SBIR Phase II: Sensors for Smart HVAC controls
National Science Foundation
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Small Business Information
Dioxide Materials Inc
60 Hazelwood Dr, Champaign, IL, 61820-7460
Socially and Economically Disadvantaged:
AbstractThis Small Business Innovation Research (SBIR) Phase II project aims to develop inexpensive carbon dioxide sensors for heating, ventilation and air conditioning (HVAC) controls. CO2 sensors are now being used to lower heating bills and improve air quality in new commercial buildings, but they have not been widely deployed in retrofits (i.e. A/C replacement), because the sensors are too expensive, and require too much power. In Phase I, Dioxide Materials has demonstrated a new design that requires 3 orders of magnitude less power, and are projected to cost a factor of 5 less than the CO2 sensors used in HVAC today. That will allow CO2 sensors to be used in building retrofits, and residential buildings saving energy, and lowering HVAC costs for a wide range of customers. These sensors use new combinations of catalytic materials that have never been characterized before. Consequently, there are significant scientific challenges in the work including 1)developing novel inks that show high catalytic activity for CO2 activation and can be printed by conventional screen screen printing processes. 2) developing technology to enhance the CO2 permeability through the electrolyte to enhance the measurement speed, 3) developing empirical models of the sensor response that can be used to develop algorithms, and later to be ported into HVAC design software 4) understanding the effects of the room environment on the sensor response and develop methods to mitigate the response. The broader impact/commercial potential of this project, if successful, will be to enable affordable control systems. Most HVAC systems are inefficient. They run full blast when buildings are nearly empty, and over ventilate because the air quality in a building is unknown. Several vendors have developed control systems that use CO2 sensors to assess the air quality and adjust the HVAC systems accordingly. Energy savings of up to $0.31/ft2/yr (i.e. $465/yr for a 1500 ft2 house) have been demonstrated, but the systems have not been widely deployed because the needed CO2 sensors are too expensive. If successful, Dioxide Materials? new sensors will make advanced HVAC control systems affordable. Utility bills will go down. Further, utilities will not need to generate as much electricity, so greenhouse gas emissions will be reduced.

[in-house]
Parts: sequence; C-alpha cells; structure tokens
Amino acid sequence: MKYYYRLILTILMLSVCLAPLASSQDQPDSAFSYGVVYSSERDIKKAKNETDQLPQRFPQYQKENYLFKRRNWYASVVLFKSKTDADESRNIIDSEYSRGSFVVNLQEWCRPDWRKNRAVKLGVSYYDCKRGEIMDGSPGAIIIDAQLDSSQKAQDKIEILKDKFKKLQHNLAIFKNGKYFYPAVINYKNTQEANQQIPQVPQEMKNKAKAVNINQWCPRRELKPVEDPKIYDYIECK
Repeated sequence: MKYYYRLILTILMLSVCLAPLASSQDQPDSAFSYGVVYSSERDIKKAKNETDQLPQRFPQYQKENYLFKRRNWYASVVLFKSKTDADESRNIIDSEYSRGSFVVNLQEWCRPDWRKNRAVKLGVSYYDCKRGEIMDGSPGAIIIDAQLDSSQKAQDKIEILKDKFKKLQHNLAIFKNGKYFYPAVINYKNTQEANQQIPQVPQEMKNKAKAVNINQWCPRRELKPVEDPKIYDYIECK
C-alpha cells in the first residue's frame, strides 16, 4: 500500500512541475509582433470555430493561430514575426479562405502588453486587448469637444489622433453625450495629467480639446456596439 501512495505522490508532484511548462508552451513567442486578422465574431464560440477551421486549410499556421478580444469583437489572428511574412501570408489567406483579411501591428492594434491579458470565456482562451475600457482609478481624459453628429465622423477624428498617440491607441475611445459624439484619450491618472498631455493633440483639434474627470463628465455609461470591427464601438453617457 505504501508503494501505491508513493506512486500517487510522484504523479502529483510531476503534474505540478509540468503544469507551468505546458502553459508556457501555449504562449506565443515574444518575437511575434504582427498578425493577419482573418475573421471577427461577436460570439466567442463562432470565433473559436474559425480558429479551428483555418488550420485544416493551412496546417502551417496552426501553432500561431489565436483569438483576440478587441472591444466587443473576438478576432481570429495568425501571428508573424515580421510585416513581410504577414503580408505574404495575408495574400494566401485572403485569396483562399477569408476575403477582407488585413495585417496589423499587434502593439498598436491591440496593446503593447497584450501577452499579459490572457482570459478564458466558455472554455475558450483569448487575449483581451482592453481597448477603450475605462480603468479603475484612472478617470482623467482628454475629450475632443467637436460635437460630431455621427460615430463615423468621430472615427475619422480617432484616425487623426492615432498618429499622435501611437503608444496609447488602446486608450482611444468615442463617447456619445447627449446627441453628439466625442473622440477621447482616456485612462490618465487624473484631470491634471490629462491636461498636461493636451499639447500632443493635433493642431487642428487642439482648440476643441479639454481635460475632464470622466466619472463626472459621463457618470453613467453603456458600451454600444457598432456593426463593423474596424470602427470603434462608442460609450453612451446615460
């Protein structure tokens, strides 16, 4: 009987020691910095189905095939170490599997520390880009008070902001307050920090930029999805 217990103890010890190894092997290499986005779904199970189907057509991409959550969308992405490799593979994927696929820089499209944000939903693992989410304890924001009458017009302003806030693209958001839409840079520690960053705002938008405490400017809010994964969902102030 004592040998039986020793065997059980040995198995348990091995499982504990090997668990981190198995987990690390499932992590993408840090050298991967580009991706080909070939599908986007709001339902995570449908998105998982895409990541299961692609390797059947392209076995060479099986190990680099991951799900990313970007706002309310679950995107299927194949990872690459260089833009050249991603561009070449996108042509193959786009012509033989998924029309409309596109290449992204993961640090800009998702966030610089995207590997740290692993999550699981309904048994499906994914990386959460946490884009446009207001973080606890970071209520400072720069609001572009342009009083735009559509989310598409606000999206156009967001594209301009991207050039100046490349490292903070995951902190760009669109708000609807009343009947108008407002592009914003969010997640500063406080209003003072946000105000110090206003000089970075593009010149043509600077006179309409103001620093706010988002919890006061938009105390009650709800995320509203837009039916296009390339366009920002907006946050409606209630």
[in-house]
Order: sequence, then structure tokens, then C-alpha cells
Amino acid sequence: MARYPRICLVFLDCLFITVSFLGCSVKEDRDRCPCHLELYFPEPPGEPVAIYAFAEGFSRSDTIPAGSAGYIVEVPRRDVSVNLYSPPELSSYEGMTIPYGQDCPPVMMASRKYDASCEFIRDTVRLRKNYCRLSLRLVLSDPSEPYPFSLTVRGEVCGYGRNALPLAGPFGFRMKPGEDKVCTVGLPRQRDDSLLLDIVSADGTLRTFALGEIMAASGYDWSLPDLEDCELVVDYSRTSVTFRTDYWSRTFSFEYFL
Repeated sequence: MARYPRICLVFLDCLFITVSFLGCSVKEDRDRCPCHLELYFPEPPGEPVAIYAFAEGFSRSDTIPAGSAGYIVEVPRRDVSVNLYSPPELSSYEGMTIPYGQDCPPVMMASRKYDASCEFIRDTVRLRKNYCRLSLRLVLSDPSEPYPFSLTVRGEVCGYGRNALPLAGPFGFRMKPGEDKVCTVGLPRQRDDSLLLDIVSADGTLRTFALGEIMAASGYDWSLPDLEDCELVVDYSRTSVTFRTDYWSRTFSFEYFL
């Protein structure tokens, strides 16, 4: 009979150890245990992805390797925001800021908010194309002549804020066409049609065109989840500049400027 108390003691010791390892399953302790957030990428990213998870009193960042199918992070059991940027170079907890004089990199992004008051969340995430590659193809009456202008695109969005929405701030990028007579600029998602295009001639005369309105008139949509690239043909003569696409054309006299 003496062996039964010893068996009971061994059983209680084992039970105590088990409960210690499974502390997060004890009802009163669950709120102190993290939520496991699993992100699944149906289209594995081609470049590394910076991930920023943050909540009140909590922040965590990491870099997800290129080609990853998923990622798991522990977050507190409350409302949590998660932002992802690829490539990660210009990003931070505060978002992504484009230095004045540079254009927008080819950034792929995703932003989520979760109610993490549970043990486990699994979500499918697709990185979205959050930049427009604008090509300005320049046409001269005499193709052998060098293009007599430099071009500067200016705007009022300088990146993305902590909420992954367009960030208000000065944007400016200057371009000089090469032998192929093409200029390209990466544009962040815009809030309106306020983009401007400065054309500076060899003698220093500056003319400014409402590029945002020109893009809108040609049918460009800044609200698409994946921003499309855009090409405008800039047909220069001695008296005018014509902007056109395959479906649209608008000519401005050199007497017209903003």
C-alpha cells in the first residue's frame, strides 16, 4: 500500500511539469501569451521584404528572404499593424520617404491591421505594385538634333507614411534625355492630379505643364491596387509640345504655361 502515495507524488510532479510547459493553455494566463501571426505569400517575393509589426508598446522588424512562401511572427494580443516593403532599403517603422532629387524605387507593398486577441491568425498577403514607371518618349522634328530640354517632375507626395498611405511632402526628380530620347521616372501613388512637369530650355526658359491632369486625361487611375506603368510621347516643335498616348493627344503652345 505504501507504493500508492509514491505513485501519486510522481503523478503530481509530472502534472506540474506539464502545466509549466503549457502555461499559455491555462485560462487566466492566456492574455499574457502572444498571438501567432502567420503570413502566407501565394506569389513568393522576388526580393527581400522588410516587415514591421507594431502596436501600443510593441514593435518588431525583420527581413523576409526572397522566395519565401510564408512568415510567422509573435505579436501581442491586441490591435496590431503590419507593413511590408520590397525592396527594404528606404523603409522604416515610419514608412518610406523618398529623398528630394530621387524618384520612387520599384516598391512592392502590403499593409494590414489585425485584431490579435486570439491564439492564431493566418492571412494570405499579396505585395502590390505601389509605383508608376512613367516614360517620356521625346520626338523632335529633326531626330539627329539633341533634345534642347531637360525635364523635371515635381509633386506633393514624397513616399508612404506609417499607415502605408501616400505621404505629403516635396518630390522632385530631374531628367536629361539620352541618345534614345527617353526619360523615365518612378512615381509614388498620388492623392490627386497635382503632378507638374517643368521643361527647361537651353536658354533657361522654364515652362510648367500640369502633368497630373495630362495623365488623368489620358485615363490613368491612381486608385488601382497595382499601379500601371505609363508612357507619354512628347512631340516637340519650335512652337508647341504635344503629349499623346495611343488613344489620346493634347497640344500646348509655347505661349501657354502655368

* information listed above is at the time of submission.